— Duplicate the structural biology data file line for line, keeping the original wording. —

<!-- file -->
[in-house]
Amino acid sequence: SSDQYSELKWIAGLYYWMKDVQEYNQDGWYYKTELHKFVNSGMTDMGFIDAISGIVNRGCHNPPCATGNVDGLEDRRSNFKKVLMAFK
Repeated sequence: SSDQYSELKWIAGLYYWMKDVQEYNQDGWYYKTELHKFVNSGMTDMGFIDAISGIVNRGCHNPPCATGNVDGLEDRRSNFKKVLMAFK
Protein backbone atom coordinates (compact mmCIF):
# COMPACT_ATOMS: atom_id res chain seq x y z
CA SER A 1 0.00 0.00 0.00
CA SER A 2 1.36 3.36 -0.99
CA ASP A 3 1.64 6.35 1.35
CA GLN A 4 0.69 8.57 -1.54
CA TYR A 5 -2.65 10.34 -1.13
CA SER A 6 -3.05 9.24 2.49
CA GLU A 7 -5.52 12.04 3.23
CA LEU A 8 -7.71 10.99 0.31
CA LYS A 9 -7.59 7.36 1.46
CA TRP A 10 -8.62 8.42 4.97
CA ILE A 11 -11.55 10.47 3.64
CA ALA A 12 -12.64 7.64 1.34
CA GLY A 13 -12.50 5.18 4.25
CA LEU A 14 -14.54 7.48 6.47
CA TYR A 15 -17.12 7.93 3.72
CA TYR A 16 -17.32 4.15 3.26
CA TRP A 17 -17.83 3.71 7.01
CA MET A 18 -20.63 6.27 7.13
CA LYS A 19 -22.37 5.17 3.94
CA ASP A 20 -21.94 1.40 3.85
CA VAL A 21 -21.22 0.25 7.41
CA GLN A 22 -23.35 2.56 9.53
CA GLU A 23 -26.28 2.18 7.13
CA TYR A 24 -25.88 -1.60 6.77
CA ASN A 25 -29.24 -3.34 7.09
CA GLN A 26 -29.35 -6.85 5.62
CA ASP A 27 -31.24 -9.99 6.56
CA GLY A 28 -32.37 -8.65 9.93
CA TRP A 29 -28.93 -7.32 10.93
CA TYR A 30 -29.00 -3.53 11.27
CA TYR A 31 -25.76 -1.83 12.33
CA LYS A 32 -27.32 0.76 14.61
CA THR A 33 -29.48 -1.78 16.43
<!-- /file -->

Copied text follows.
[in-house]
Amino acid sequence: SSDQYSELKWIAGLYYWMKDVQEYNQDGWYYKTELHKFVNSGMTDMGFIDAISGIVNRGCHNPPCATGNVDGLEDRRSNFKKVLMAFK
Repeated sequence: SSDQYSELKWIAGLYYWMKDVQEYNQDGWYYKTELHKFVNSGMTDMGFIDAISGIVNRGCHNPPCATGNVDGLEDRRSNFKKVLMAFK
Protein backbone atom coordinates (compact mmCIF):
# COMPACT_ATOMS: atom_id res chain seq x y z
CA SER A 1 0.00 0.00 0.00
CA SER A 2 1.36 3.36 -0.99
CA ASP A 3 1.64 6.35 1.35
CA GLN A 4 0.69 8.57 -1.54
CA TYR A 5 -2.65 10.34 -1.13
CA SER A 6 -3.05 9.24 2.49
CA GLU A 7 -5.52 12.04 3.23
CA LEU A 8 -7.71 10.99 0.31
CA LYS A 9 -7.59 7.36 1.46
CA TRP A 10 -8.62 8.42 4.97
CA ILE A 11 -11.55 10.47 3.64
CA ALA A 12 -12.64 7.64 1.34
CA GLY A 13 -12.50 5.18 4.25
CA LEU A 14 -14.54 7.48 6.47
CA TYR A 15 -17.12 7.93 3.72
CA TYR A 16 -17.32 4.15 3.26
CA TRP A 17 -17.83 3.71 7.01
CA MET A 18 -20.63 6.27 7.13
CA LYS A 19 -22.37 5.17 3.94
CA ASP A 20 -21.94 1.40 3.85
CA VAL A 21 -21.22 0.25 7.41
CA GLN A 22 -23.35 2.56 9.53
CA GLU A 23 -26.28 2.18 7.13
CA TYR A 24 -25.88 -1.60 6.77
CA ASN A 25 -29.24 -3.34 7.09
CA GLN A 26 -29.35 -6.85 5.62
CA ASP A 27 -31.24 -9.99 6.56
CA GLY A 28 -32.37 -8.65 9.93
CA TRP A 29 -28.93 -7.32 10.93
CA TYR A 30 -29.00 -3.53 11.27
CA TYR A 31 -25.76 -1.83 12.33
CA LYS A 32 -27.32 0.76 14.61
CA THR A 33 -29.48 -1.78 16.43